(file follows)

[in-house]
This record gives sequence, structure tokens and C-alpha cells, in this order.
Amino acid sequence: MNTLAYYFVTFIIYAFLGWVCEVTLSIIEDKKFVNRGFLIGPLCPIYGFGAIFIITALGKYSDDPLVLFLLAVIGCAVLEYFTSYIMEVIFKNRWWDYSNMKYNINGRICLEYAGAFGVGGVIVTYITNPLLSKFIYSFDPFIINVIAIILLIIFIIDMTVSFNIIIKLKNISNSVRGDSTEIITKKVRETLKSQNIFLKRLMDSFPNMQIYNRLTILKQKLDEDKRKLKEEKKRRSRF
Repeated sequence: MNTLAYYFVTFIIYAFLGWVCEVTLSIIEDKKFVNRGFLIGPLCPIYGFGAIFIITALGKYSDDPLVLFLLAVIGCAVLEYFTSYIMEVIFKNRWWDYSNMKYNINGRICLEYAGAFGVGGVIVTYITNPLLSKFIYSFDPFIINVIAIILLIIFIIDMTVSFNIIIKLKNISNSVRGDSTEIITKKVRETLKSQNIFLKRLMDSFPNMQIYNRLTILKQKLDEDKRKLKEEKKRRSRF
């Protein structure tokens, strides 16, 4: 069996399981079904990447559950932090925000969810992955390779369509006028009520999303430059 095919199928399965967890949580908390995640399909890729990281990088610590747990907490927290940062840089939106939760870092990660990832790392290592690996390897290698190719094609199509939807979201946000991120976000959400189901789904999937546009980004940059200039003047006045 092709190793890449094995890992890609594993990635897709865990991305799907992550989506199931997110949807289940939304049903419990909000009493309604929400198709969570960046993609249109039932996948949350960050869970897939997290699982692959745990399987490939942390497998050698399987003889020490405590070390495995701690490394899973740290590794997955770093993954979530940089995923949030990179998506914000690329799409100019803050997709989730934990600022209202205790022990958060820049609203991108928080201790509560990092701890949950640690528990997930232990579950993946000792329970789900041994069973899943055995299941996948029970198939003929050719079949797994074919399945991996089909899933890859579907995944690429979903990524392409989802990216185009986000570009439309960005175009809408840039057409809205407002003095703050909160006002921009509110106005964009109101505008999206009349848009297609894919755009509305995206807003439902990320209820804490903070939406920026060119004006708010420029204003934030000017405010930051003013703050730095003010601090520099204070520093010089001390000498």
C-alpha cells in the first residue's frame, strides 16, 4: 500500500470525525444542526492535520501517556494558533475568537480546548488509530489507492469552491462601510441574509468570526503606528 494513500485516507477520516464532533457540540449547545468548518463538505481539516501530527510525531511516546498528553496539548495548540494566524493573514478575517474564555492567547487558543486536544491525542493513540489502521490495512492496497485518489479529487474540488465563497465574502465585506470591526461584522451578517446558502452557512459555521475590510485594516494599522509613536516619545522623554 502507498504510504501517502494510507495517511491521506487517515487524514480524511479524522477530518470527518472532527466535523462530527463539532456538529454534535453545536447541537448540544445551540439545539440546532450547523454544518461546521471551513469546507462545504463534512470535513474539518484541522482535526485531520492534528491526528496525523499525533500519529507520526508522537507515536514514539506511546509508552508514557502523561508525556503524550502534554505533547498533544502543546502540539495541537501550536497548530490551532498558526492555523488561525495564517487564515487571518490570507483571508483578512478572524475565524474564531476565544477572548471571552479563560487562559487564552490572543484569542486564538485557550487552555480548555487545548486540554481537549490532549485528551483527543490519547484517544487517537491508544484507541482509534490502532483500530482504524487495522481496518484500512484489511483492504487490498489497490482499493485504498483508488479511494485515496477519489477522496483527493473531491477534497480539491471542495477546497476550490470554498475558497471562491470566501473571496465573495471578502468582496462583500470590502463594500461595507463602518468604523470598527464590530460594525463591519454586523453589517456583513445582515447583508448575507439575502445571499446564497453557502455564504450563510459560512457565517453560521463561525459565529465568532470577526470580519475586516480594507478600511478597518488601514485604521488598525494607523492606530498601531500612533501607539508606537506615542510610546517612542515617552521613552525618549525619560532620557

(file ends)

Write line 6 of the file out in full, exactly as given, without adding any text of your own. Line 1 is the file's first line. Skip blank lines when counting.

C-alpha cells in the first residue's frame, strides 16, 4: 500500500470525525444542526492535520501517556494558533475568537480546548488509530489507492469552491462601510441574509468570526503606528 494513500485516507477520516464532533457540540449547545468548518463538505481539516501530527510525531511516546498528553496539548495548540494566524493573514478575517474564555492567547487558543486536544491525542493513540489502521490495512492496497485518489479529487474540488465563497465574502465585506470591526461584522451578517446558502452557512459555521475590510485594516494599522509613536516619545522623554 502507498504510504501517502494510507495517511491521506487517515487524514480524511479524522477530518470527518472532527466535523462530527463539532456538529454534535453545536447541537448540544445551540439545539440546532450547523454544518461546521471551513469546507462545504463534512470535513474539518484541522482535526485531520492534528491526528496525523499525533500519529507520526508522537507515536514514539506511546509508552508514557502523561508525556503524550502534554505533547498533544502543546502540539495541537501550536497548530490551532498558526492555523488561525495564517487564515487571518490570507483571508483578512478572524475565524474564531476565544477572548471571552479563560487562559487564552490572543484569542486564538485557550487552555480548555487545548486540554481537549490532549485528551483527543490519547484517544487517537491508544484507541482509534490502532483500530482504524487495522481496518484500512484489511483492504487490498489497490482499493485504498483508488479511494485515496477519489477522496483527493473531491477534497480539491471542495477546497476550490470554498475558497471562491470566501473571496465573495471578502468582496462583500470590502463594500461595507463602518468604523470598527464590530460594525463591519454586523453589517456583513445582515447583508448575507439575502445571499446564497453557502455564504450563510459560512457565517453560521463561525459565529465568532470577526470580519475586516480594507478600511478597518488601514485604521488598525494607523492606530498601531500612533501607539508606537506615542510610546517612542515617552521613552525618549525619560532620557